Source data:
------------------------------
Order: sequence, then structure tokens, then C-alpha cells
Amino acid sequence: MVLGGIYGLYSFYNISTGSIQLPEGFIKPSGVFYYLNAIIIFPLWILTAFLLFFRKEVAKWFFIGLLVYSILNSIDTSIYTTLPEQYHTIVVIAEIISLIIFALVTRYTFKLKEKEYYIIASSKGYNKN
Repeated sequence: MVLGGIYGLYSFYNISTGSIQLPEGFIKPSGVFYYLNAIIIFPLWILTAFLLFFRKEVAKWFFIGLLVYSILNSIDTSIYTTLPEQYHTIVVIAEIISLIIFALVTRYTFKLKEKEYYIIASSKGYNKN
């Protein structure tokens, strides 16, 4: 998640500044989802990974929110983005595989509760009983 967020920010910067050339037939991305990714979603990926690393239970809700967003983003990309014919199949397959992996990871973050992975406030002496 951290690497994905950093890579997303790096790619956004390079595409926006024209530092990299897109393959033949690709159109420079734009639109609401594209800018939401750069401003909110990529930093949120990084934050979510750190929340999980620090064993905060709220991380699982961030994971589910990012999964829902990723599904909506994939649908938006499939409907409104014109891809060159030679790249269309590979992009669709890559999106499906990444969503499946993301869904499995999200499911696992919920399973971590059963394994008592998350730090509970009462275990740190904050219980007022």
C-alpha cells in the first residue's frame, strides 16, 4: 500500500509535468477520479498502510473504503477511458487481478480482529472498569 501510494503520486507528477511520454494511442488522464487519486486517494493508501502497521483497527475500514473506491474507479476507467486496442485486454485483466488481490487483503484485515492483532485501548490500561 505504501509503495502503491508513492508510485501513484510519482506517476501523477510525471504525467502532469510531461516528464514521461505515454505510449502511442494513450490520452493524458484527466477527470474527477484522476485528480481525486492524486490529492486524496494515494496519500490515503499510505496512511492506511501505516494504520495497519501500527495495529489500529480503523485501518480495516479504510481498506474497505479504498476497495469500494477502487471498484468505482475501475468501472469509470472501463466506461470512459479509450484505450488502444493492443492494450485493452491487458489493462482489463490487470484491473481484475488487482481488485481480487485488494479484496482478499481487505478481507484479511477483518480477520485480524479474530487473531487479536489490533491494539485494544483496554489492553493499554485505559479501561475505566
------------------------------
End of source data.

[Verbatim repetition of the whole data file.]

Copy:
Order: sequence, then structure tokens, then C-alpha cells
Amino acid sequence: MVLGGIYGLYSFYNISTGSIQLPEGFIKPSGVFYYLNAIIIFPLWILTAFLLFFRKEVAKWFFIGLLVYSILNSIDTSIYTTLPEQYHTIVVIAEIISLIIFALVTRYTFKLKEKEYYIIASSKGYNKN
Repeated sequence: MVLGGIYGLYSFYNISTGSIQLPEGFIKPSGVFYYLNAIIIFPLWILTAFLLFFRKEVAKWFFIGLLVYSILNSIDTSIYTTLPEQYHTIVVIAEIISLIIFALVTRYTFKLKEKEYYIIASSKGYNKN
């Protein structure tokens, strides 16, 4: 998640500044989802990974929110983005595989509760009983 967020920010910067050339037939991305990714979603990926690393239970809700967003983003990309014919199949397959992996990871973050992975406030002496 951290690497994905950093890579997303790096790619956004390079595409926006024209530092990299897109393959033949690709159109420079734009639109609401594209800018939401750069401003909110990529930093949120990084934050979510750190929340999980620090064993905060709220991380699982961030994971589910990012999964829902990723599904909506994939649908938006499939409907409104014109891809060159030679790249269309590979992009669709890559999106499906990444969503499946993301869904499995999200499911696992919920399973971590059963394994008592998350730090509970009462275990740190904050219980007022």
C-alpha cells in the first residue's frame, strides 16, 4: 500500500509535468477520479498502510473504503477511458487481478480482529472498569 501510494503520486507528477511520454494511442488522464487519486486517494493508501502497521483497527475500514473506491474507479476507467486496442485486454485483466488481490487483503484485515492483532485501548490500561 505504501509503495502503491508513492508510485501513484510519482506517476501523477510525471504525467502532469510531461516528464514521461505515454505510449502511442494513450490520452493524458484527466477527470474527477484522476485528480481525486492524486490529492486524496494515494496519500490515503499510505496512511492506511501505516494504520495497519501500527495495529489500529480503523485501518480495516479504510481498506474497505479504498476497495469500494477502487471498484468505482475501475468501472469509470472501463466506461470512459479509450484505450488502444493492443492494450485493452491487458489493462482489463490487470484491473481484475488487482481488485481480487485488494479484496482478499481487505478481507484479511477483518480477520485480524479474530487473531487479536489490533491494539485494544483496554489492553493499554485505559479501561475505566